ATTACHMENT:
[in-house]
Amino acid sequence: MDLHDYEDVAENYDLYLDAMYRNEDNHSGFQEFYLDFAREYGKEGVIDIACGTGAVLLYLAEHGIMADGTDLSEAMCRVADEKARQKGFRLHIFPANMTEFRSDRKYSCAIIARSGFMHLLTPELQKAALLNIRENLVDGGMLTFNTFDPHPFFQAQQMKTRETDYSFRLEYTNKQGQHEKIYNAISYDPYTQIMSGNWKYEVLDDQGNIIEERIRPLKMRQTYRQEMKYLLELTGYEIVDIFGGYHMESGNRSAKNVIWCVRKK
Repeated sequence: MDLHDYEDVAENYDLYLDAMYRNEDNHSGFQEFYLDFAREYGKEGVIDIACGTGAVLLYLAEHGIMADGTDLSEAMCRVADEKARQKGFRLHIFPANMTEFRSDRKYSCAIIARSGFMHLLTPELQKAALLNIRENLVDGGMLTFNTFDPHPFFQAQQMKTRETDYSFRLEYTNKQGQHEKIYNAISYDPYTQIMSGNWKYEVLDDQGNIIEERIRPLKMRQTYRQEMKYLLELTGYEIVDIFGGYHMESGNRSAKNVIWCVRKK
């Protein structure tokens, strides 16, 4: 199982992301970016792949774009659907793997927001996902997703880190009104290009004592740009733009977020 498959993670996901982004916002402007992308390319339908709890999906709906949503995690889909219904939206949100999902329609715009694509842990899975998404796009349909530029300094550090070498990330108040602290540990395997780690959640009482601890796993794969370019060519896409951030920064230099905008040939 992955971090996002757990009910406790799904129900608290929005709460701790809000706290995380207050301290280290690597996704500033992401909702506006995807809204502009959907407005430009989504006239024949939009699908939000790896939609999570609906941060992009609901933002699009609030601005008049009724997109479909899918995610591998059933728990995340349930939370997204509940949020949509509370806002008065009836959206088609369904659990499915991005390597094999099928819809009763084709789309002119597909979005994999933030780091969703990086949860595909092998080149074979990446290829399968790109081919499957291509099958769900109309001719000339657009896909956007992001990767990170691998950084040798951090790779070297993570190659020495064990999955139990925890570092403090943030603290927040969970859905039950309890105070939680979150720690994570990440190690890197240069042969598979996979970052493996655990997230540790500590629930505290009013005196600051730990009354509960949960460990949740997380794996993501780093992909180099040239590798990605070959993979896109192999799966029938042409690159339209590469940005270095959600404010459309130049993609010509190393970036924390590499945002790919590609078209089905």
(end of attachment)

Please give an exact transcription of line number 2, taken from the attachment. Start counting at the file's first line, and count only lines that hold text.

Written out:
Amino acid sequence: MDLHDYEDVAENYDLYLDAMYRNEDNHSGFQEFYLDFAREYGKEGVIDIACGTGAVLLYLAEHGIMADGTDLSEAMCRVADEKARQKGFRLHIFPANMTEFRSDRKYSCAIIARSGFMHLLTPELQKAALLNIRENLVDGGMLTFNTFDPHPFFQAQQMKTRETDYSFRLEYTNKQGQHEKIYNAISYDPYTQIMSGNWKYEVLDDQGNIIEERIRPLKMRQTYRQEMKYLLELTGYEIVDIFGGYHMESGNRSAKNVIWCVRKK